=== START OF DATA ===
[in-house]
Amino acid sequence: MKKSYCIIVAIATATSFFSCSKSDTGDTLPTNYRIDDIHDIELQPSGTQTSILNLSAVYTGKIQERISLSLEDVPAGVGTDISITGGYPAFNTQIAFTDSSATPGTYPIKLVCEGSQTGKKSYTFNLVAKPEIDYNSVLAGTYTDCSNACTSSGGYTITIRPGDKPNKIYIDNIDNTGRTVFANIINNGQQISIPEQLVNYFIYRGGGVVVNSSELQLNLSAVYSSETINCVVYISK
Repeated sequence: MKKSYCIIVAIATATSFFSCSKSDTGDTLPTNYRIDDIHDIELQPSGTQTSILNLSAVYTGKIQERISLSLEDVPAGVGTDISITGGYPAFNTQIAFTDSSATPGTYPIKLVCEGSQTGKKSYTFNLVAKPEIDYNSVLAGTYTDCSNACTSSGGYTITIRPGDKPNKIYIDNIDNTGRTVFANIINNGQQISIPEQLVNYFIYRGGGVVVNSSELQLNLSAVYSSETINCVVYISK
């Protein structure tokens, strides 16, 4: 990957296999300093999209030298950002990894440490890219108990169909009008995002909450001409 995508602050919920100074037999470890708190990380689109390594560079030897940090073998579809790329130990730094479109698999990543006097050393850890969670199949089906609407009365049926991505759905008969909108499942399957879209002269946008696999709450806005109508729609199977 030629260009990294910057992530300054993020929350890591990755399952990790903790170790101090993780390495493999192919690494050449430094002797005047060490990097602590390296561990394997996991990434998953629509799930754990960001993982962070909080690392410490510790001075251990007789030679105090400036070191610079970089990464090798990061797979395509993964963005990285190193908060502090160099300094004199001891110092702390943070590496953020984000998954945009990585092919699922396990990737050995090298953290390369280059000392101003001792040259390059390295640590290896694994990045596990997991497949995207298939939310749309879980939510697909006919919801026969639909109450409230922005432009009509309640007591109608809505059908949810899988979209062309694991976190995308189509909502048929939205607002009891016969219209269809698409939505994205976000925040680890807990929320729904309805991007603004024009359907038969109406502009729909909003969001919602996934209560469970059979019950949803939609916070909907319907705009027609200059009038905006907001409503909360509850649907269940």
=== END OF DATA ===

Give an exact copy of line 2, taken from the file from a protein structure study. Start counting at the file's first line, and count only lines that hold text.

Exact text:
Amino acid sequence: MKKSYCIIVAIATATSFFSCSKSDTGDTLPTNYRIDDIHDIELQPSGTQTSILNLSAVYTGKIQERISLSLEDVPAGVGTDISITGGYPAFNTQIAFTDSSATPGTYPIKLVCEGSQTGKKSYTFNLVAKPEIDYNSVLAGTYTDCSNACTSSGGYTITIRPGDKPNKIYIDNIDNTGRTVFANIINNGQQISIPEQLVNYFIYRGGGVVVNSSELQLNLSAVYSSETINCVVYISK